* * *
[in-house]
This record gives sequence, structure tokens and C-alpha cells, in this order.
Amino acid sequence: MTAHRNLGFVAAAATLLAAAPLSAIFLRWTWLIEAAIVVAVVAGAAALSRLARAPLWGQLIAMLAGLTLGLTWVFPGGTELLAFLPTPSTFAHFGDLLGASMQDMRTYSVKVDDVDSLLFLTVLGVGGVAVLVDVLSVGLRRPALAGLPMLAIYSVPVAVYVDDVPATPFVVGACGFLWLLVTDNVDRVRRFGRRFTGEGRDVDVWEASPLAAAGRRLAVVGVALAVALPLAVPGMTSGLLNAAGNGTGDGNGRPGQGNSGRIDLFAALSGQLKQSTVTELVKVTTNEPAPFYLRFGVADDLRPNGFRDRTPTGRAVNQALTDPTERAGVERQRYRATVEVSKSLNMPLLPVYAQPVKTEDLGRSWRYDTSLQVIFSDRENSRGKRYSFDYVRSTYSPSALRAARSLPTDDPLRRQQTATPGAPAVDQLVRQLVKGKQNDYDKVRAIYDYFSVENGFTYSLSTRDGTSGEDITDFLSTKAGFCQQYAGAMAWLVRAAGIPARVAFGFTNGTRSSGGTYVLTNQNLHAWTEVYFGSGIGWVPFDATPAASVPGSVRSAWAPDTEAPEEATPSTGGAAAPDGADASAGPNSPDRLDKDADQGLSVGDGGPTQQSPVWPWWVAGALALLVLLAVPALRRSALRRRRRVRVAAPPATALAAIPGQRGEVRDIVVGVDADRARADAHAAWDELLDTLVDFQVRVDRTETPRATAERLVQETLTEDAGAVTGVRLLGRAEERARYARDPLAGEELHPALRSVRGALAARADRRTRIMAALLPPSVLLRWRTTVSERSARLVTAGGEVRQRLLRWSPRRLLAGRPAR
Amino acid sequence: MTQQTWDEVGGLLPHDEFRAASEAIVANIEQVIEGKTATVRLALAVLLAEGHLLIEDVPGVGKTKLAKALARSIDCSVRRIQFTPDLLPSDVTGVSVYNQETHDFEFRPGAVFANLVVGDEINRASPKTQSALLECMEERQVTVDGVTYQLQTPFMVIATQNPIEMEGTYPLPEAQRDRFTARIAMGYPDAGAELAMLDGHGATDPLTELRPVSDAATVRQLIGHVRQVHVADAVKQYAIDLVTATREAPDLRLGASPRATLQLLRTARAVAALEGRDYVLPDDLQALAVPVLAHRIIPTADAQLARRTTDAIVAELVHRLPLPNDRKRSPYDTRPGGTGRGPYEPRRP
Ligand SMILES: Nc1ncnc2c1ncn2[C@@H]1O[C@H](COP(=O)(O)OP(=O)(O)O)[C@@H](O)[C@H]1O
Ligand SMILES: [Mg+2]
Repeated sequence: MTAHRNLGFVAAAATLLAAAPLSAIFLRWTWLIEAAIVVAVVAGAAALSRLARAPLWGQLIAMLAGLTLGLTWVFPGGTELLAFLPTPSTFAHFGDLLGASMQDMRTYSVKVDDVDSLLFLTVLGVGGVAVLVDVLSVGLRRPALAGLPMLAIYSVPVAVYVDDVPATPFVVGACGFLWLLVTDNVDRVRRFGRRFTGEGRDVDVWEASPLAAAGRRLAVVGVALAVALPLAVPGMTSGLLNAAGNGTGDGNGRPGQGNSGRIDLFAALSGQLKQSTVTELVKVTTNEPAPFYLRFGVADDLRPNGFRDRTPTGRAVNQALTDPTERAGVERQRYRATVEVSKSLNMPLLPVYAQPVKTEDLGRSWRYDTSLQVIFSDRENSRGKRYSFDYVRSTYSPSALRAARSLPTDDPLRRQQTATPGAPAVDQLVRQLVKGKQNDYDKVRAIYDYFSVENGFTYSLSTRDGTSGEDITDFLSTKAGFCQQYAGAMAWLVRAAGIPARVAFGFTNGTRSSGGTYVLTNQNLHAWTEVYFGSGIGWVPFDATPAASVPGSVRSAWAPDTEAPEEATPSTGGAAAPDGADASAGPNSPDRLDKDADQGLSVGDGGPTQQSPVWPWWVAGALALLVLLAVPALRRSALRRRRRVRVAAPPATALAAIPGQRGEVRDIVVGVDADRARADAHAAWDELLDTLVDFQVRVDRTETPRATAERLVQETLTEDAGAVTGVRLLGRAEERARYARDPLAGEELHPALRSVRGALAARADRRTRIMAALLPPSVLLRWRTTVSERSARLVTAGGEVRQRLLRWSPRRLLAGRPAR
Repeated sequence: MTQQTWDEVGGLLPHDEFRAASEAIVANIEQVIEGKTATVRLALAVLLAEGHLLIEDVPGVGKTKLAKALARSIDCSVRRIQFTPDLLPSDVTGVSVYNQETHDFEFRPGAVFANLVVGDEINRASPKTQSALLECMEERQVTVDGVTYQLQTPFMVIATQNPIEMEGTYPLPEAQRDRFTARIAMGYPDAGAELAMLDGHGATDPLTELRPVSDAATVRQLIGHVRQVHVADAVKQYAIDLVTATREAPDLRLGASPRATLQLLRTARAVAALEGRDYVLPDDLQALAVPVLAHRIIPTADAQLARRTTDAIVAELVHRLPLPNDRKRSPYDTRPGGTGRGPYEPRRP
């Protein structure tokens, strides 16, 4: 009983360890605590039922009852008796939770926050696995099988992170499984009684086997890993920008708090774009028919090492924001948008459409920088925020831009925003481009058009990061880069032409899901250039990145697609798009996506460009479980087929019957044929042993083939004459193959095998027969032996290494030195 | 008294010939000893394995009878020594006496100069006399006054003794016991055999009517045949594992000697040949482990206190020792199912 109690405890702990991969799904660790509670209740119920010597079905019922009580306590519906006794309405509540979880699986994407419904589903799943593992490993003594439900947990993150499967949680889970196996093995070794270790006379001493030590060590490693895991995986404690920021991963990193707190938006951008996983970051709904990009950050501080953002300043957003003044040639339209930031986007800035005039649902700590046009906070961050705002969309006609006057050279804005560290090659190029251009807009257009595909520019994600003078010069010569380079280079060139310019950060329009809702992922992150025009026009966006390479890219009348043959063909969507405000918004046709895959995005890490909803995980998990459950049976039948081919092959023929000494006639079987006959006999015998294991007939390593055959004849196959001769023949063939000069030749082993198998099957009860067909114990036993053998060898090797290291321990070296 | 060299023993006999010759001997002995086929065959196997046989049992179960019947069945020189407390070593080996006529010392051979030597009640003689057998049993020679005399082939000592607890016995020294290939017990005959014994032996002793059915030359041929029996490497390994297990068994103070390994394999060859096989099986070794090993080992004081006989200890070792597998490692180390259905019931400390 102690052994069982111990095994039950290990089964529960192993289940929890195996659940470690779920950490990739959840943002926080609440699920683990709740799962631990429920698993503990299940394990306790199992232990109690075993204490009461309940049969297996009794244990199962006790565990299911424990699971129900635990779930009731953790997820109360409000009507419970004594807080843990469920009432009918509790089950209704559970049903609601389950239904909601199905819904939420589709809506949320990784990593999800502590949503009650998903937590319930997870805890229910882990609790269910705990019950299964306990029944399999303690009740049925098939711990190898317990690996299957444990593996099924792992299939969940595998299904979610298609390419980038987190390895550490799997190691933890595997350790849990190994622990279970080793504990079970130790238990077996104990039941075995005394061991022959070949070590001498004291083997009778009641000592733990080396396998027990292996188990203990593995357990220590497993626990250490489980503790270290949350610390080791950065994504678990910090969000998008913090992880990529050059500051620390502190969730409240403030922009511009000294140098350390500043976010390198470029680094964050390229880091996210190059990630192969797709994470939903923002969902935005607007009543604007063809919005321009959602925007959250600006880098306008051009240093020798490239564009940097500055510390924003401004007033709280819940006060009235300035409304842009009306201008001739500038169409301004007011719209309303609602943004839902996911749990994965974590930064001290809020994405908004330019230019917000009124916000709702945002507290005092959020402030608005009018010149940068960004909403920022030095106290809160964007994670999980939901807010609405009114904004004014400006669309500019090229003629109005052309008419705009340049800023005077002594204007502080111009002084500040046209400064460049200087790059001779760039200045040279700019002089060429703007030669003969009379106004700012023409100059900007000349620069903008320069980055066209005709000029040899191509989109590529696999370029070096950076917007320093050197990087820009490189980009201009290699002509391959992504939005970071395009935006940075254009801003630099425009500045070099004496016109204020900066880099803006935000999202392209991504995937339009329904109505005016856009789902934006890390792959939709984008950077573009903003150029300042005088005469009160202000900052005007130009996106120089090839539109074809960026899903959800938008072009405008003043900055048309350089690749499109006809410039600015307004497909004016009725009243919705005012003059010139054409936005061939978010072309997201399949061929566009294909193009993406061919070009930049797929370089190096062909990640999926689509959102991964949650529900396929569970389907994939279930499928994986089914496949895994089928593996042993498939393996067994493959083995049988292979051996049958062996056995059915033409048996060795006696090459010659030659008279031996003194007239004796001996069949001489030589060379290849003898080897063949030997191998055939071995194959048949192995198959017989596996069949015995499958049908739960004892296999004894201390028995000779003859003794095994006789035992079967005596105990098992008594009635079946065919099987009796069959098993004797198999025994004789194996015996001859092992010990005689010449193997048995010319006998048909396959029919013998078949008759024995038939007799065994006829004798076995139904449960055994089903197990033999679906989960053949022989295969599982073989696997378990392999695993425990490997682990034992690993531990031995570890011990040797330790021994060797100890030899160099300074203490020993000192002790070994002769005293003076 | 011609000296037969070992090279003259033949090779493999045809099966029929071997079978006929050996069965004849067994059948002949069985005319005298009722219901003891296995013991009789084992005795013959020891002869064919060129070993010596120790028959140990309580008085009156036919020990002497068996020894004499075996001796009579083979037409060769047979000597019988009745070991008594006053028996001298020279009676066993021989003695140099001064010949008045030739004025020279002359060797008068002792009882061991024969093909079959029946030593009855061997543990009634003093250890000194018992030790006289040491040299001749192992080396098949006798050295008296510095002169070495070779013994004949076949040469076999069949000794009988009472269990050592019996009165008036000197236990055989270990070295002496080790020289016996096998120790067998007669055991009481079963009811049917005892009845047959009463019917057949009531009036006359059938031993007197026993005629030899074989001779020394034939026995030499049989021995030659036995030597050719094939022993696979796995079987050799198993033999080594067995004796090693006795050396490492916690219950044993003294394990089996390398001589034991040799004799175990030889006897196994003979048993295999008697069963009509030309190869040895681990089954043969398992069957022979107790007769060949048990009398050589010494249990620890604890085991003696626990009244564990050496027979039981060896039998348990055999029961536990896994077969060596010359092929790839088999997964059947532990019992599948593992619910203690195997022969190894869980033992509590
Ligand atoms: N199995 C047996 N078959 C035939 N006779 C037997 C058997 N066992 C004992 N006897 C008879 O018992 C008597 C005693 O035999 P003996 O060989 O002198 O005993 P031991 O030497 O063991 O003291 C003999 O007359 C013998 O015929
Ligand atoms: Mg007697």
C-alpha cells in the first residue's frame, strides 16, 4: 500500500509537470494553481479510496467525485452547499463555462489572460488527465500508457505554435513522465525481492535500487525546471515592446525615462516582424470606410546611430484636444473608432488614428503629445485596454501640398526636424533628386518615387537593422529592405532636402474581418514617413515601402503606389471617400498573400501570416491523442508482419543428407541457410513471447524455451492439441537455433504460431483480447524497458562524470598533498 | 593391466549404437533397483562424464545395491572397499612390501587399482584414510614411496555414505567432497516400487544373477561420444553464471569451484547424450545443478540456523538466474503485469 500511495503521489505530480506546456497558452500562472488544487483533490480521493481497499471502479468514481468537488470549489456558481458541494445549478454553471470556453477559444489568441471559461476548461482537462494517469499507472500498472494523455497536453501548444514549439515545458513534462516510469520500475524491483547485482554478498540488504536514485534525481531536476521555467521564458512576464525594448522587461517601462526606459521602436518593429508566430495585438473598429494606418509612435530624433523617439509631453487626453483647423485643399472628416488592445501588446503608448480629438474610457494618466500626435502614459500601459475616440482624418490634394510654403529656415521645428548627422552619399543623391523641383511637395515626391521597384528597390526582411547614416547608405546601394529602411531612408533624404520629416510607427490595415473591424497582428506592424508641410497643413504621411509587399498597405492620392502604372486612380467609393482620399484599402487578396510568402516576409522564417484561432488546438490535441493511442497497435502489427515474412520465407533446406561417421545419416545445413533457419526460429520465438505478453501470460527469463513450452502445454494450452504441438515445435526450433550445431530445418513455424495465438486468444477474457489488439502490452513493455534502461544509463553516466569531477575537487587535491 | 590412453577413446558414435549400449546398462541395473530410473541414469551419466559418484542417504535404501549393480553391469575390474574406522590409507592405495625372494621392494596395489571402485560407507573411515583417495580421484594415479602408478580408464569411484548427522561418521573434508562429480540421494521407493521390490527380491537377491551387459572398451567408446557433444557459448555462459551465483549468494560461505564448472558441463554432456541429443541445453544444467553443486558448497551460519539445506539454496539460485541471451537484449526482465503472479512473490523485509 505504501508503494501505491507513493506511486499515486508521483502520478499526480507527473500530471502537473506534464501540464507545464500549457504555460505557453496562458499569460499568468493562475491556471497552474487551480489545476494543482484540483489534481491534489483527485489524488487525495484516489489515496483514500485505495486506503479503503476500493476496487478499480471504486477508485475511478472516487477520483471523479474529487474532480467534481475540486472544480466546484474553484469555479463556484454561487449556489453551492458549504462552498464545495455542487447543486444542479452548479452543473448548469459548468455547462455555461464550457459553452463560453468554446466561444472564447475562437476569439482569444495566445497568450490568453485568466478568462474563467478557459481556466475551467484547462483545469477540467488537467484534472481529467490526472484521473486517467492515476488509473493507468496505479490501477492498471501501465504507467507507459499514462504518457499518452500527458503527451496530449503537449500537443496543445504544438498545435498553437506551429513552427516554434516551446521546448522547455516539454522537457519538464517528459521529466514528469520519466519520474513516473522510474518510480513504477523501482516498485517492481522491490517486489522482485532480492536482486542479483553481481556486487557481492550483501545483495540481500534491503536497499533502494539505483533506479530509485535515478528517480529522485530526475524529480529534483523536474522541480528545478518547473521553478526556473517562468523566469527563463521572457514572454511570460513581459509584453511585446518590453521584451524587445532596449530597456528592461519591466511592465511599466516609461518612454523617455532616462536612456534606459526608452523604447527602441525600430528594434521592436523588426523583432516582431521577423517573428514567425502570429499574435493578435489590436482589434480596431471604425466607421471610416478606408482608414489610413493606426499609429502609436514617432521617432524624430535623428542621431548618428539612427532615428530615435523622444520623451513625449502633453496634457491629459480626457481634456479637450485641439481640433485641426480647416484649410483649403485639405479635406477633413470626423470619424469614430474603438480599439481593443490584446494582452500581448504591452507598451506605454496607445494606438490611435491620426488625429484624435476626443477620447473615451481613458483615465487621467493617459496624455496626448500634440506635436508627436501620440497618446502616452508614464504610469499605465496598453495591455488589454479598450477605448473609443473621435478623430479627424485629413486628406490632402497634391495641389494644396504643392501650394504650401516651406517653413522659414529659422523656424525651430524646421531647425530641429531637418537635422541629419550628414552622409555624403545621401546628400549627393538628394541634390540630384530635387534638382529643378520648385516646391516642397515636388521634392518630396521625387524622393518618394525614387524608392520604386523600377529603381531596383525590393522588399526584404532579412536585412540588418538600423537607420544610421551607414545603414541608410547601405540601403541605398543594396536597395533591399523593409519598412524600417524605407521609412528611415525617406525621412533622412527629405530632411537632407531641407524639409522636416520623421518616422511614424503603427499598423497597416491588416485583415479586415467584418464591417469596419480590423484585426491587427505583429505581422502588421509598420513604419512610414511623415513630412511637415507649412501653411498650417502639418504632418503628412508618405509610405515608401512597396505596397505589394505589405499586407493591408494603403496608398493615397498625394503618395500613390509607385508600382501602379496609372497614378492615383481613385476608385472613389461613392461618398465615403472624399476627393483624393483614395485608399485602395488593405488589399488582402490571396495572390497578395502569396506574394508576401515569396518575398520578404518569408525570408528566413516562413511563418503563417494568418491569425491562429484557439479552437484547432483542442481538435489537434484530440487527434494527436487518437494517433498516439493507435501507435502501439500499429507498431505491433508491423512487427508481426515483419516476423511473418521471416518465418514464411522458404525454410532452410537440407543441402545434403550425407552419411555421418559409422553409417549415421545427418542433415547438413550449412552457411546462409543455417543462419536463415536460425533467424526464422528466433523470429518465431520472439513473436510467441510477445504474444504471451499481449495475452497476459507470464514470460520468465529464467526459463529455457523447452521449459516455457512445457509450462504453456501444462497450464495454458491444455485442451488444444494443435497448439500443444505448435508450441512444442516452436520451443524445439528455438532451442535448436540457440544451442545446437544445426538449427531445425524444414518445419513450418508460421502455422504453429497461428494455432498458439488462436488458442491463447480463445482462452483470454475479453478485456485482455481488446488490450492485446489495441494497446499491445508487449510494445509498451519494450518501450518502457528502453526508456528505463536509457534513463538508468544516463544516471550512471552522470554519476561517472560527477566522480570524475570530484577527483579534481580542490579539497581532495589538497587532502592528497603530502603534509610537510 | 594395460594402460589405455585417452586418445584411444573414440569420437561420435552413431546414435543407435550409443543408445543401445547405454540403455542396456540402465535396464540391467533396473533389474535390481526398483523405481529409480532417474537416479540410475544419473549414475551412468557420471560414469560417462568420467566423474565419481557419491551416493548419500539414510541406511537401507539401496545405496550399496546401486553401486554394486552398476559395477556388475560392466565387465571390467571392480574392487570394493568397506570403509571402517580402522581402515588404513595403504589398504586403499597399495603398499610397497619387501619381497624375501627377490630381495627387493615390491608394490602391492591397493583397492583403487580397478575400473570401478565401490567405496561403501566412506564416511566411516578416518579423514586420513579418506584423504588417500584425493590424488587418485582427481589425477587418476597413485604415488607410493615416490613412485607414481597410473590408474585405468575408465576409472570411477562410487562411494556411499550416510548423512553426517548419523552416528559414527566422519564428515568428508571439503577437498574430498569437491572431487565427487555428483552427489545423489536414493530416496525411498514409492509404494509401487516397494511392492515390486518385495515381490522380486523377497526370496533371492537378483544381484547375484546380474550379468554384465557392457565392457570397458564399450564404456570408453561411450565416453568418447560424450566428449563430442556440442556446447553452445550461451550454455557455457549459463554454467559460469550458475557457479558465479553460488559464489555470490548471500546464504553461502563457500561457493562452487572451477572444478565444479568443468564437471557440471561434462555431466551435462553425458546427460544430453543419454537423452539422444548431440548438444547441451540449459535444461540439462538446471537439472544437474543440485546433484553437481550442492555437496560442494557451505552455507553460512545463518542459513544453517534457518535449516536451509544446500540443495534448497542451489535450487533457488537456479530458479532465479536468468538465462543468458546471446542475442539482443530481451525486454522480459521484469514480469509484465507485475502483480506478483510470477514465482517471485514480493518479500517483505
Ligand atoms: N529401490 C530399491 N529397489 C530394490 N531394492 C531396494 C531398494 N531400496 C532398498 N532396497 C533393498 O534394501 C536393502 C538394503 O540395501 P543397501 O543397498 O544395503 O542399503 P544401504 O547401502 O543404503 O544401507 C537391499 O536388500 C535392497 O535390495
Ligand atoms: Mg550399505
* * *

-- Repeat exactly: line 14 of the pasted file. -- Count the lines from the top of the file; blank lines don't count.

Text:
Ligand atoms: Mg550399505